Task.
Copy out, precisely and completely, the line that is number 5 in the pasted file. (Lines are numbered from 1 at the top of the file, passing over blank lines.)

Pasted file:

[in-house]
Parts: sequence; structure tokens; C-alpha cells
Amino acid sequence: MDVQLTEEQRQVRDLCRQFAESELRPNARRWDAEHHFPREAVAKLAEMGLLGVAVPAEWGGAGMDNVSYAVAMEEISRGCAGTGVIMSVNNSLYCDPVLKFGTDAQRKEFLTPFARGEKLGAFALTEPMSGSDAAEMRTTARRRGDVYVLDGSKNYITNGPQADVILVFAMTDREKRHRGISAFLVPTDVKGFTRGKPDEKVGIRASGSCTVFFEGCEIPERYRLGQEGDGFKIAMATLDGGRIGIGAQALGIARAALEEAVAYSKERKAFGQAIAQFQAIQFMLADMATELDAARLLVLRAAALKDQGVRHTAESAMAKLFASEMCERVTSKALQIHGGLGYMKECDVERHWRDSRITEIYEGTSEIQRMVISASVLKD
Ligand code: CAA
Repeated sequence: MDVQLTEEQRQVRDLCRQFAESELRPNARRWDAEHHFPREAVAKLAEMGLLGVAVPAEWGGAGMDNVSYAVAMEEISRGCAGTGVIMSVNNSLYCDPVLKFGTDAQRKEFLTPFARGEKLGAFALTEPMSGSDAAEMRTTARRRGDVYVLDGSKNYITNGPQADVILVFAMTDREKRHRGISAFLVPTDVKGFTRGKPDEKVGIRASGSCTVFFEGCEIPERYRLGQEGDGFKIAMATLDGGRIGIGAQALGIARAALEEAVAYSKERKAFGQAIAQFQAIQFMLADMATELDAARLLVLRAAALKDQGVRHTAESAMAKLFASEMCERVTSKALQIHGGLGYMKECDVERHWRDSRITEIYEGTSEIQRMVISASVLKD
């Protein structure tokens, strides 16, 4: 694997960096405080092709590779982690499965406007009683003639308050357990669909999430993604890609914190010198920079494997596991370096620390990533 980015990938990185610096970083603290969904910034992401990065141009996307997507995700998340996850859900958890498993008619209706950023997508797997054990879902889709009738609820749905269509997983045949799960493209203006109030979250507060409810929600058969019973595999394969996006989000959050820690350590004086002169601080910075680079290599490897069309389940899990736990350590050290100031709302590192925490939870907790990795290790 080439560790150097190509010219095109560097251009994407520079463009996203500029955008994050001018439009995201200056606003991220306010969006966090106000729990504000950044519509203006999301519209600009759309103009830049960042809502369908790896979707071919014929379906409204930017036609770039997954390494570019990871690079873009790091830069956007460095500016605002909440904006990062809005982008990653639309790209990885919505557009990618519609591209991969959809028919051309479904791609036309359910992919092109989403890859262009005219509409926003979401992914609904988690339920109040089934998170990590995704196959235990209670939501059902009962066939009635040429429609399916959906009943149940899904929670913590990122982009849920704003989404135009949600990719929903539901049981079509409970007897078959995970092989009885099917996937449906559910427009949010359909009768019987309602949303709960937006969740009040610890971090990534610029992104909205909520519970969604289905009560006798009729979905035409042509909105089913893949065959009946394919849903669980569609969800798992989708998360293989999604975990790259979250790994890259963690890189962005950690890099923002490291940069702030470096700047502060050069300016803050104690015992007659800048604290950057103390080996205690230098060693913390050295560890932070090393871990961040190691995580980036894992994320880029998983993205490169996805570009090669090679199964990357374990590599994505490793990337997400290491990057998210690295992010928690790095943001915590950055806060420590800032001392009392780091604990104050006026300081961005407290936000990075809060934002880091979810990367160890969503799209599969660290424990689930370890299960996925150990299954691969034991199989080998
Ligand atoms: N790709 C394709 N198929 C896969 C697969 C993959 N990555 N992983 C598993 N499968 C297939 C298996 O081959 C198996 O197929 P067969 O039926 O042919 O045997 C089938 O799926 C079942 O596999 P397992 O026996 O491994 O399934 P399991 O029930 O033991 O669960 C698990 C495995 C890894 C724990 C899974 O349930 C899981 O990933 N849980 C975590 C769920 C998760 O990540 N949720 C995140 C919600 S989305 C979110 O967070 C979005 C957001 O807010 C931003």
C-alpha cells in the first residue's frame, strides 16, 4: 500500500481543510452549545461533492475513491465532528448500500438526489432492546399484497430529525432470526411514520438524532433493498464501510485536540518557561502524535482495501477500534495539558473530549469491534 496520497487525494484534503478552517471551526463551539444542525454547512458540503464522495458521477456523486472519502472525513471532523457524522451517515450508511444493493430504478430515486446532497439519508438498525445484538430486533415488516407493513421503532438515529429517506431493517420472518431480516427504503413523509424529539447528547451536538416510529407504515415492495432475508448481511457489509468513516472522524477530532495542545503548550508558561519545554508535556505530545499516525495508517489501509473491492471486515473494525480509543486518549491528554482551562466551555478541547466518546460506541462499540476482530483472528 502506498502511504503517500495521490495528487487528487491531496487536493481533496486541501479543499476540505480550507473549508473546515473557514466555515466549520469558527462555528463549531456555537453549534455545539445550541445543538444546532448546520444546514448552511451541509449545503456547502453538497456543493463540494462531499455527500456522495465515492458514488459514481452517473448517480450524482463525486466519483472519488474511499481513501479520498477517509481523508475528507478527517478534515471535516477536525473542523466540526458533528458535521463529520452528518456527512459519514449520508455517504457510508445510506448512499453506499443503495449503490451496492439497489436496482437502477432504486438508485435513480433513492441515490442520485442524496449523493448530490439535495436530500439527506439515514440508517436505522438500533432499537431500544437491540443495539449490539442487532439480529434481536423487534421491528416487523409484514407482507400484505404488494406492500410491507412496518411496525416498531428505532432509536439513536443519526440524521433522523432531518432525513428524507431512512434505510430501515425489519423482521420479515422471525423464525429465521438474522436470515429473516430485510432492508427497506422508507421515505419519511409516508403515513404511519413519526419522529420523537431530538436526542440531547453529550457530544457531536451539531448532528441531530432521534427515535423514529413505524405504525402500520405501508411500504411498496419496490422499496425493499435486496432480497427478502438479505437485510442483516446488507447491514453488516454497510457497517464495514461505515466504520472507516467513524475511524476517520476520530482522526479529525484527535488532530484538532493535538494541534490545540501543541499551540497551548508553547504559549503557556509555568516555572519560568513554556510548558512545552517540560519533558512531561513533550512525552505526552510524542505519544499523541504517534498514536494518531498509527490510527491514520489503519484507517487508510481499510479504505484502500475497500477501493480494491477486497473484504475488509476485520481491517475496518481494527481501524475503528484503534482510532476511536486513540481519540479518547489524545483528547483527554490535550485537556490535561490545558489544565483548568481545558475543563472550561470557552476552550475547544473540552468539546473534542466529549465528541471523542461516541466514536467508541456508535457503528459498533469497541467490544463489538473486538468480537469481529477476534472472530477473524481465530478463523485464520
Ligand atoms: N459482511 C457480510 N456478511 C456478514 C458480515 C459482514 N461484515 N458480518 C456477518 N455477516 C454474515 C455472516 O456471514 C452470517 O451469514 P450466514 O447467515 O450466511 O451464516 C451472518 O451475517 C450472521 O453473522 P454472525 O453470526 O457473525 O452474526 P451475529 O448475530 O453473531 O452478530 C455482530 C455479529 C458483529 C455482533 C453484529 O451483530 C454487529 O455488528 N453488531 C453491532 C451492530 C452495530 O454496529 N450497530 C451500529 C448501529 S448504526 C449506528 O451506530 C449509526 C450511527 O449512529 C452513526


Repeated sequence: MDVQLTEEQRQVRDLCRQFAESELRPNARRWDAEHHFPREAVAKLAEMGLLGVAVPAEWGGAGMDNVSYAVAMEEISRGCAGTGVIMSVNNSLYCDPVLKFGTDAQRKEFLTPFARGEKLGAFALTEPMSGSDAAEMRTTARRRGDVYVLDGSKNYITNGPQADVILVFAMTDREKRHRGISAFLVPTDVKGFTRGKPDEKVGIRASGSCTVFFEGCEIPERYRLGQEGDGFKIAMATLDGGRIGIGAQALGIARAALEEAVAYSKERKAFGQAIAQFQAIQFMLADMATELDAARLLVLRAAALKDQGVRHTAESAMAKLFASEMCERVTSKALQIHGGLGYMKECDVERHWRDSRITEIYEGTSEIQRMVISASVLKD